A “life table” is a kind of bookkeeping system that ecologists often use to keep track of stage-specific mortality in the populations they study. It is an approach that is especially useful in entomology where developmental stages are discrete and mortality rates may vary widely from one life stage to another. From a pest management standpoint, it is very helpful to know when (and why) a pest population suffers high mortality — this is usually the time when it is most vulnerable. By managing the natural environment to maximize this vulnerability, pest populations can often be suppressed without any other control methods.
To create a life table, an ecologist follows the life history of many individuals in a population, keeping track of how many offspring each female produces, when each one dies, and what caused its death. After amassing data from different populations, different years, and different environmental conditions, the ecologist summarizes this data by calculating average mortality within each developmental stage.
For example, in a hypothetical insect population, an average female will lay 200 eggs before she dies. Half of these eggs (on average) will be consumed by predators, 90% of the larvae will die from parasitization, and three-fifths of the pupae will freeze to death in the winter. (These numbers are averages, but they are based on a large database of observations.)
A life table can be created from the above data. Start with a cohort of 200 eggs (the progeny of Mrs. Average Female). This number represents the maximum biotic potential of the species (i.e. the greatest number of offspring that could be produced in one generation under ideal conditions). The first line of the life table lists the main cause(s) of death, the number dying, and the percent mortality during the egg stage. In this example, an average of only 100 individuals survive the egg stage and become larvae. The second line of the table lists the mortality experience of these 100 larvae: only 10 of them survive to become pupae (90% mortality of the larvae). The third line of the table lists the mortality experience of the 10 pupae — three-fifths die of freezing. This leaves only 4 individuals alive in the adult stage to reproduce. If we assume a 1:1 sex ratio, then there are 2 males and 2 females to start the next generation.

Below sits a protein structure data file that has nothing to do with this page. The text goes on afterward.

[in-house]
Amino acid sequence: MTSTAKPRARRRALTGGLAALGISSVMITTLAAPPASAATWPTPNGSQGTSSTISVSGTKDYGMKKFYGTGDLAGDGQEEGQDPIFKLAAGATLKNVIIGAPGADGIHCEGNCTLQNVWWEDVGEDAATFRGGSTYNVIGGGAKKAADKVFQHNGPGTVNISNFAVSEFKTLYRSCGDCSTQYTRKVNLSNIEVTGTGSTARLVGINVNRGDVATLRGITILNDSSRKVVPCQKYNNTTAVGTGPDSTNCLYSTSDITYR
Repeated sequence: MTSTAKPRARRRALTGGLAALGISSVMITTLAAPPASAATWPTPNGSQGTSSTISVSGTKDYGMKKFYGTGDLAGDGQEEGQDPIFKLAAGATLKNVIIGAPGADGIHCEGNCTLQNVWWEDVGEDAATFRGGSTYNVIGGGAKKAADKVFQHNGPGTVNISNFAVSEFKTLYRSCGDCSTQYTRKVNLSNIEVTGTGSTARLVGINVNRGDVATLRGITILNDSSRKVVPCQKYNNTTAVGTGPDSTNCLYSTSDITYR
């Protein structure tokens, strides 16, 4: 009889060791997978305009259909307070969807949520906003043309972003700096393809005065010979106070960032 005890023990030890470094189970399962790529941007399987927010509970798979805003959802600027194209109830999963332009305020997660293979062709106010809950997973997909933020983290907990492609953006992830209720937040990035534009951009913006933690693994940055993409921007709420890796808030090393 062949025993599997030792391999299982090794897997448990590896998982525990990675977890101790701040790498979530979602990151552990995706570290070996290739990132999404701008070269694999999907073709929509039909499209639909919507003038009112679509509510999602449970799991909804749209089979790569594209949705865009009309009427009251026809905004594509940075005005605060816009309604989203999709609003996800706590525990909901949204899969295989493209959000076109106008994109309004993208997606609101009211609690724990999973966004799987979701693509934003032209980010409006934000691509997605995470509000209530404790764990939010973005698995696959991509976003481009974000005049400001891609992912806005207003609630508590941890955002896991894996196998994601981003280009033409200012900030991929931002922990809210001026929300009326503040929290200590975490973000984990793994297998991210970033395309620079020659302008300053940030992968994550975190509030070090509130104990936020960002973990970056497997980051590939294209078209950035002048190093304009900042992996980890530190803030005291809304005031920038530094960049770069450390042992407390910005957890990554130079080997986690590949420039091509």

If there is no mortality of these females, they will each lay an average of 200 eggs to start the next generation. Thus there are two females in the cohort to replace the one original female — this population is DOUBLING in size each generation!!
In ecology, the symbol “R” (capital R) is known as the replacement rate. It is a way to measure the change in reproductive capacity from generation to generation. The value of “R” is simply the number of reproductive daughters that each female produces over her lifetime:
- If the value of “R” is less than 1, the population is decreasing — if this situation persists for any length of time the population becomes extinct.
- If the value of “R” is greater than 1, the population is increasing — if this situation persists for any length of time the population will grow beyond the environment’s carrying capacity. (Uncontrolled population growth is usually a sign of a disturbed habitat, an introduced species, or some other type of human intervention.)
- If the value of “R” is equal to 1, the population is stable — most natural populations are very close to this value.
A typical female of the bubble gum maggot (Bubblicious blowhardi Meyer) lays 250 eggs. On average, 32 of these eggs are infertile and 64 are killed by parasites. Of the survivors, 64 die as larvae due to habitat destruction (gum is cleared away by the janitorial staff) and 87 die as pupae because the gum gets too hard. Construct a life table for this species and calculate a value for “R”, the replacement rate (assume a 1:1 sex ratio). Is this population increasing, decreasing, or remaining stable?